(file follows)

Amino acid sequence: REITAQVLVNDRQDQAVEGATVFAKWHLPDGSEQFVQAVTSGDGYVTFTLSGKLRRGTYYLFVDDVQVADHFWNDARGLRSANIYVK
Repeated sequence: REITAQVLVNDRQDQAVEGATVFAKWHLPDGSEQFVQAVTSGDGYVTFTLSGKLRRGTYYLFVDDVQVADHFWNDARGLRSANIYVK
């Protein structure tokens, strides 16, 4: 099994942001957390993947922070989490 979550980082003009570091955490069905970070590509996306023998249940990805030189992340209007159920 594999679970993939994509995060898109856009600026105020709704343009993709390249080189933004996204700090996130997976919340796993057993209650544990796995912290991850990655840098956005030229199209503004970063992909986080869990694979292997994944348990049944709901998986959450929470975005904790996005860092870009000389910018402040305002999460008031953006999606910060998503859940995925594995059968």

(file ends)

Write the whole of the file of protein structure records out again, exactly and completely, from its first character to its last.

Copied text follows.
Amino acid sequence: REITAQVLVNDRQDQAVEGATVFAKWHLPDGSEQFVQAVTSGDGYVTFTLSGKLRRGTYYLFVDDVQVADHFWNDARGLRSANIYVK
Repeated sequence: REITAQVLVNDRQDQAVEGATVFAKWHLPDGSEQFVQAVTSGDGYVTFTLSGKLRRGTYYLFVDDVQVADHFWNDARGLRSANIYVK
């Protein structure tokens, strides 16, 4: 099994942001957390993947922070989490 979550980082003009570091955490069905970070590509996306023998249940990805030189992340209007159920 594999679970993939994509995060898109856009600026105020709704343009993709390249080189933004996204700090996130997976919340796993057993209650544990796995912290991850990655840098956005030229199209503004970063992909986080869990694979292997994944348990049944709901998986959450929470975005904790996005860092870009000389910018402040305002999460008031953006999606910060998503859940995925594995059968």